"It's been tough times in the COVID-19 era of 2020 and 2021. I've changed careers and had ups and downs in terms of financial stability.
"There were some moments when I thought my only option was to sell our home and rent to relieve financial stress."
Angela Bloomfield, actor, director and real estate salesperson.
Money. It's the driving factor behind many life choices, but is it the be-all and end-all?
'Me and My Money' is a regular feature that investigates Kiwi attitudes towards money and what drives the choices they make.
Leaving Shortland Street after playing Rachel McKenna for over 20 years, Angela Bloomfield says unlike a lot of actors, she was regularly employed. Experiencing the realities of irregular work made her realise she'd become conditioned to receiving a weekly wage.
Having bought her first home at 23, Bloomfield has bought and sold over half a dozen properties and says they've helped her money grow.
Changing careers during COVID-19 hasn't been without its challenges - there's been moments she's thought about selling her home.
Bloomfield is now working as a self-employed real estate salesperson, a move she says gives her more control over where the opportunities come from.
1. What has being an actor taught you about money?
Nothing - all that credit goes to my parents. My parents steered me towards financial independence and I'm so grateful.
Unlike a lot of actors, I was regularly employed for many years. When I left and experienced the realities of irregular work, I realised I'd been conditioned to operate on a weekly wage. The freelance life was not for me.
Ironically, in my new job as a real estate salesperson, I'm yet again self-employed. But it's different because I'm more in control of the opportunity.
2. Are you a saver or a spender?
A saver through and through. No matter how little I'm earning, I save a portion of my earnings.
Once again, my parents taught me about the need for a reserve fund. Things can happen out of the blue and a little stash helps alleviate the stress.
As I get older, my earning and lending time decreases and saving becomes even more important.
I have no idea what my retirement looks like, but I'd like not to be worried about how I'm going to look after myself.
3. What's been your biggest financial lesson, success or failure?
My biggest learning is not to live in fear of money.
Money is not to be feared - to each person, it's a vehicle to provide for life.
There's a few hard truths that come with living in a world full of wonderful objects and experiences that cost.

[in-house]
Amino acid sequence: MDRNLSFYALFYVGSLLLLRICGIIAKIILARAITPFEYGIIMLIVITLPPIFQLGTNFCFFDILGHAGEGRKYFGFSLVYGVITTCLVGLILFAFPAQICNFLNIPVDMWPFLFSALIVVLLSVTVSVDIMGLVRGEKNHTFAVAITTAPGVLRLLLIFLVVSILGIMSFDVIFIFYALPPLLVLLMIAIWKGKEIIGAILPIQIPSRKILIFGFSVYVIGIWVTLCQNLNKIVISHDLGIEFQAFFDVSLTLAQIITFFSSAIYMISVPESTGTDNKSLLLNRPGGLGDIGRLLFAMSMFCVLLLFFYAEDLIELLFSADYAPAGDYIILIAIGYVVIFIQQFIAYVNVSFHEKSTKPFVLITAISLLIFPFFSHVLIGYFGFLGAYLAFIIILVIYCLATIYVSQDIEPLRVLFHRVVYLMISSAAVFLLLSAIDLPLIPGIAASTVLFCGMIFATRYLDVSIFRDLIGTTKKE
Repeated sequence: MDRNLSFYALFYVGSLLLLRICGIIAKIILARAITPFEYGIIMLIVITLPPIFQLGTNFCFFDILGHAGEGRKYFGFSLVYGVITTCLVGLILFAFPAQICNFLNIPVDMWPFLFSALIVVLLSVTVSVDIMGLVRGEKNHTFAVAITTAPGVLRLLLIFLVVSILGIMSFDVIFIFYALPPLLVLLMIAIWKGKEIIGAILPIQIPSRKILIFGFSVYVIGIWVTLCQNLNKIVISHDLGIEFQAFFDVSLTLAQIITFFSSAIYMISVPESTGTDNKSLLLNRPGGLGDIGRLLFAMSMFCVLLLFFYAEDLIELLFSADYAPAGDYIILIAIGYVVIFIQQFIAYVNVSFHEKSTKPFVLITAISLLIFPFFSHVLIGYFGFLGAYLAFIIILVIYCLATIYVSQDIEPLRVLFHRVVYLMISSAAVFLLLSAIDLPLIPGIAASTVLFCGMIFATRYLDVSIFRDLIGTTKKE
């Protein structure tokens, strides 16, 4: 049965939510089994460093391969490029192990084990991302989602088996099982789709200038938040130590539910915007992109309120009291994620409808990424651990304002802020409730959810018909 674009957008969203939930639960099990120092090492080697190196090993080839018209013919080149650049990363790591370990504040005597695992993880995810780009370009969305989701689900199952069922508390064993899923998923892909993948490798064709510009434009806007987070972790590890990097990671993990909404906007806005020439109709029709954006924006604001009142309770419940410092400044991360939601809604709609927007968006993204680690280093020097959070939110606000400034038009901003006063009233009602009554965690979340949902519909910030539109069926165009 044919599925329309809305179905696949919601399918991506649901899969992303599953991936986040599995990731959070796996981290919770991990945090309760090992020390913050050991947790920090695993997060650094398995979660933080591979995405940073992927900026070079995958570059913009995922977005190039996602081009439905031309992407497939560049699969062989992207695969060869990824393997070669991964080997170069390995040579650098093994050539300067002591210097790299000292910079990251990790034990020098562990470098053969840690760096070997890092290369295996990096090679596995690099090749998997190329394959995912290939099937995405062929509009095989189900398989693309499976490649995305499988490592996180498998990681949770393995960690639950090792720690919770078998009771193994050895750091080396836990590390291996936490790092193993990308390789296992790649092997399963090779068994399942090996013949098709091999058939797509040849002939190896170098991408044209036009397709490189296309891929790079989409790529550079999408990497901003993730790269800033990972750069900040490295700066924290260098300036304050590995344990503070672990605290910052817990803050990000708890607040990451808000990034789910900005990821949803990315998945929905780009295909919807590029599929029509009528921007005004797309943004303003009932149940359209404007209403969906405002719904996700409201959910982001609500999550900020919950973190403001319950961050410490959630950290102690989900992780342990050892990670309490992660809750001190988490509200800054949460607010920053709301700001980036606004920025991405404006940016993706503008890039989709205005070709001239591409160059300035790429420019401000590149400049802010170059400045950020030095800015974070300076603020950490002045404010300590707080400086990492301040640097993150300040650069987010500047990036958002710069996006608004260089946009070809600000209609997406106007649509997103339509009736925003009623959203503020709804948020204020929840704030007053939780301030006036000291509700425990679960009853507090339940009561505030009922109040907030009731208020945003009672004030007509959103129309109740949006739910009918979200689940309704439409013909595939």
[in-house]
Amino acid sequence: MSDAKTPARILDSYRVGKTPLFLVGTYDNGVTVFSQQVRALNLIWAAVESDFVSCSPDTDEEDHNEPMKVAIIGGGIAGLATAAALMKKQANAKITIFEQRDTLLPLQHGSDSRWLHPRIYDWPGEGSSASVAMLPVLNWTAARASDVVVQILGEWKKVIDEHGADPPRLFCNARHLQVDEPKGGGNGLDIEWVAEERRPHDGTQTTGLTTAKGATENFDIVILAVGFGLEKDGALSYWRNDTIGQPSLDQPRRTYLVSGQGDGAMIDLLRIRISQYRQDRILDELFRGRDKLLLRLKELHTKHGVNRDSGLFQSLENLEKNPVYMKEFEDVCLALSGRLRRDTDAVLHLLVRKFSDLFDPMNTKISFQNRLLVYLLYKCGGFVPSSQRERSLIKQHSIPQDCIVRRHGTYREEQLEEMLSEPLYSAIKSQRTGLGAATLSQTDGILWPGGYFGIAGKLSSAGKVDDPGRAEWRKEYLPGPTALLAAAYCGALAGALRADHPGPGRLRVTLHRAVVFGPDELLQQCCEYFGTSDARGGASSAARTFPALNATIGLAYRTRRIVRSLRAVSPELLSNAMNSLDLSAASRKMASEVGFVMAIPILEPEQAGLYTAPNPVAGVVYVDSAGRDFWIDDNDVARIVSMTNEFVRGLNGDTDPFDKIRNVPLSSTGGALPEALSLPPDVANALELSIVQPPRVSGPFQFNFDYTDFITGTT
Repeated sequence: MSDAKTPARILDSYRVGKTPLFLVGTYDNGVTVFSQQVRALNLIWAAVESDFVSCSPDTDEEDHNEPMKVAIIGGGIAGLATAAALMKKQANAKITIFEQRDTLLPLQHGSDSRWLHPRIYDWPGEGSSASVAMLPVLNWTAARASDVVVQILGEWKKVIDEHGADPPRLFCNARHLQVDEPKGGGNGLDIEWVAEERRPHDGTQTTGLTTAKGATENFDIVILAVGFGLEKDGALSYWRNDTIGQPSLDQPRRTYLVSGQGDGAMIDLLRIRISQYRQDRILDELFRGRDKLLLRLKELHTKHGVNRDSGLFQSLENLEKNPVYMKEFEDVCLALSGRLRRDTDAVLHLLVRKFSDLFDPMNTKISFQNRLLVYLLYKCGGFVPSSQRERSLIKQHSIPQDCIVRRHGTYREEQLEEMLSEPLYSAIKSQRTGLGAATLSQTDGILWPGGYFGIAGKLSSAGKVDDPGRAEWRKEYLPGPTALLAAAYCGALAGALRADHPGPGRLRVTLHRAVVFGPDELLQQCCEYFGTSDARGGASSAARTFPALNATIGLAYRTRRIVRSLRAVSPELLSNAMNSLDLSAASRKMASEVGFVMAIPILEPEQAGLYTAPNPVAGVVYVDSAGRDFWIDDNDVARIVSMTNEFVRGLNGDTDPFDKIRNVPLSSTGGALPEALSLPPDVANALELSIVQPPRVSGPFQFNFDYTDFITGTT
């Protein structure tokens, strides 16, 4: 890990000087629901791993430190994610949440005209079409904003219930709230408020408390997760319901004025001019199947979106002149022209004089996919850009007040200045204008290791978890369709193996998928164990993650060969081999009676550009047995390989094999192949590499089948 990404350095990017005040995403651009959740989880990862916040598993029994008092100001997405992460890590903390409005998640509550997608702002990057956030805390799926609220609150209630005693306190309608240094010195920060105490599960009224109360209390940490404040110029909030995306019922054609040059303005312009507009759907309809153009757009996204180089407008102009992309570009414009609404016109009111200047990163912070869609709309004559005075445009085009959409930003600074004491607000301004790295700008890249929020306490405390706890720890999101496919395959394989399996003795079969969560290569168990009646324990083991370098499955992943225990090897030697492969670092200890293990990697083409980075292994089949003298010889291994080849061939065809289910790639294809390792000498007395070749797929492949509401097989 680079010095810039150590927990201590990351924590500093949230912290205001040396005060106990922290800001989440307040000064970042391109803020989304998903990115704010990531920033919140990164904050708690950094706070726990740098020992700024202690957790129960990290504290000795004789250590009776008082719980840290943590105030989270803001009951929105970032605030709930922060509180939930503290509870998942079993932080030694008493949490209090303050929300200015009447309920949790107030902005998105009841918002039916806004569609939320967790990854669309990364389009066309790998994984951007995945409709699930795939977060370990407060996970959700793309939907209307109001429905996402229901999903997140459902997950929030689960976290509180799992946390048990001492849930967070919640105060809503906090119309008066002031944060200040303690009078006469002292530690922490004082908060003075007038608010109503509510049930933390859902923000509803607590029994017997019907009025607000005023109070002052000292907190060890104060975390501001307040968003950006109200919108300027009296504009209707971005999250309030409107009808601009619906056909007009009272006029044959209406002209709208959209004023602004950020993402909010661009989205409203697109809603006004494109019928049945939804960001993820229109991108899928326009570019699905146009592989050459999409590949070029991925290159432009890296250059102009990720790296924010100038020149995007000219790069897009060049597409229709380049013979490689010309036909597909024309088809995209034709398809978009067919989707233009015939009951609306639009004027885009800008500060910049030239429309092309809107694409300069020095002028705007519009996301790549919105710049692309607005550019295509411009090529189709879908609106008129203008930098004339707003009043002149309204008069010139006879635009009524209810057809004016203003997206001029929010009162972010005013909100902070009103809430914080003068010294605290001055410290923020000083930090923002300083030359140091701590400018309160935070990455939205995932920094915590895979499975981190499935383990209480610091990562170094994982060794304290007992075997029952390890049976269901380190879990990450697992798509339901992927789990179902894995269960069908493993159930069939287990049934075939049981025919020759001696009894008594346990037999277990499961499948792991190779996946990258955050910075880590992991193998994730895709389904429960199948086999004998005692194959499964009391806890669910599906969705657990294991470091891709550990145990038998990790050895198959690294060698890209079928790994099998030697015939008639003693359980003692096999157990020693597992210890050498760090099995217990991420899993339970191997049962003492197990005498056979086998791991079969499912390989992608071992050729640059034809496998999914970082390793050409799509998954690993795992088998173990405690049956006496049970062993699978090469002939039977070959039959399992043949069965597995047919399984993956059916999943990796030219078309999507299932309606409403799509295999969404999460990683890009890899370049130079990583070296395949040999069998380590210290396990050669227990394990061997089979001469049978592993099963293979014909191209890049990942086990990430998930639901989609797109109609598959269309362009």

At certain times in life, these things are affordable and at other times, they're not. It's important to be really clear on when they're not, and not pine for them.
4. What do you know about money now that you wish you'd known sooner?
That money is a 'vehicle' to get me places in life, not a medal.
If someone has lots of money, it doesn't make them more important.
People can be driven by money to the point where they take on work they don't care about and eventually feel like a sell-out.
Learning to live on less and not live in want can take a long time to learn.
I think it’s helpful to think about money at some point in life, decide how you want it to feature and work from there.
5. A recent purchase you consider was value for money?
I've not made any big purchases in the last eighteen months. I've spent money on studies and getting registered as a real estate salesperson.
I'd say that's the best $1500 I've spent in a while.
It's been tough times in the COVID-19 era of 2020 and 2021. I've changed careers and had ups and downs in terms of financial stability.
There were some moments when I thought my only option was to sell our home and rent to relieve financial stress.
6. What's your preferred form of investment and why?
I’m a big believer in long-term investment.
Low interest rates don't provide a great return right now, but they still provide options to put money aside where it can't be touched.
I think property is a great way for people to grow wealth and create a passive income. But it does require a deposit or some equity upfront (and often requires cash injections).
I was fortunate to buy a house at a young age. As I wasn't paying rent, my asset made me money. I've personally bought and sold more than half a dozen homes in my life and have always made money from them.
Property (whether it's buying a home or a rental) is definitely a way to make money grow. As a freelancer, there were a few years where my house made more money than I did.
7. What's your best saving tip?
To simply save.
Whether it's 10 percent or $100 per week, save something consistently.
If there's credit card debt, pay it off. There's no point paying interest on credit cards - it's a massive waste of money.
8. What's the best money advice someone's ever given you?
It's easy for people to spout off what they know, but not always helpful.
I don't want to take away my kids' opportunity to live and learn from their own choices. With them, it’s about me recognising the difference between a growth moment and a choice that may impact them greatly.
In my work, the subject of value comes up a great deal - and value is often in the eye of the beholder.
We're asking buyers all the time to weigh up a property's value - generally with respect to the market.
But it becomes more about how much it's worth to them, in regards to how long they've been looking and how many they’ve missed out on - and what their budget is.
The views expressed in this article are personal and are not professional financial advice.